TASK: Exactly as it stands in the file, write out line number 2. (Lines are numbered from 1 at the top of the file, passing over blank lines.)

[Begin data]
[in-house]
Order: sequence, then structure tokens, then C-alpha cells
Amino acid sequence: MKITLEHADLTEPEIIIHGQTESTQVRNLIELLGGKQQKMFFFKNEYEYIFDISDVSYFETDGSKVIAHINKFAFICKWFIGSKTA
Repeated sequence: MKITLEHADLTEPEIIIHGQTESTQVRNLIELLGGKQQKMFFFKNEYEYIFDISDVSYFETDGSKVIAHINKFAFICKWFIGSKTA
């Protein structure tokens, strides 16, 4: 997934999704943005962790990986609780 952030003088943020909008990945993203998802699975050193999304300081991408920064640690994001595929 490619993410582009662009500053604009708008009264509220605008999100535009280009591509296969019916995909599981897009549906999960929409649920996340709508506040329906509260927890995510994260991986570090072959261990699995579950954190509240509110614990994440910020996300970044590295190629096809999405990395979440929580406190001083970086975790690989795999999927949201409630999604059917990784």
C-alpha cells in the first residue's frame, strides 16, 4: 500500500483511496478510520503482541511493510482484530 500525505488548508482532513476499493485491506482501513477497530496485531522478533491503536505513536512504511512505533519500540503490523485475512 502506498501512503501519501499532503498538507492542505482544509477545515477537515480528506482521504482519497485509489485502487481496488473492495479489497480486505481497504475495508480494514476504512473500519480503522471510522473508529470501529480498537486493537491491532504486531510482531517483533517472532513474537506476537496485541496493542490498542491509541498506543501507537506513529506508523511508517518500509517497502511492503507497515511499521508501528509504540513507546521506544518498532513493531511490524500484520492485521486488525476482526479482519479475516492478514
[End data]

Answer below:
Order: sequence, then structure tokens, then C-alpha cells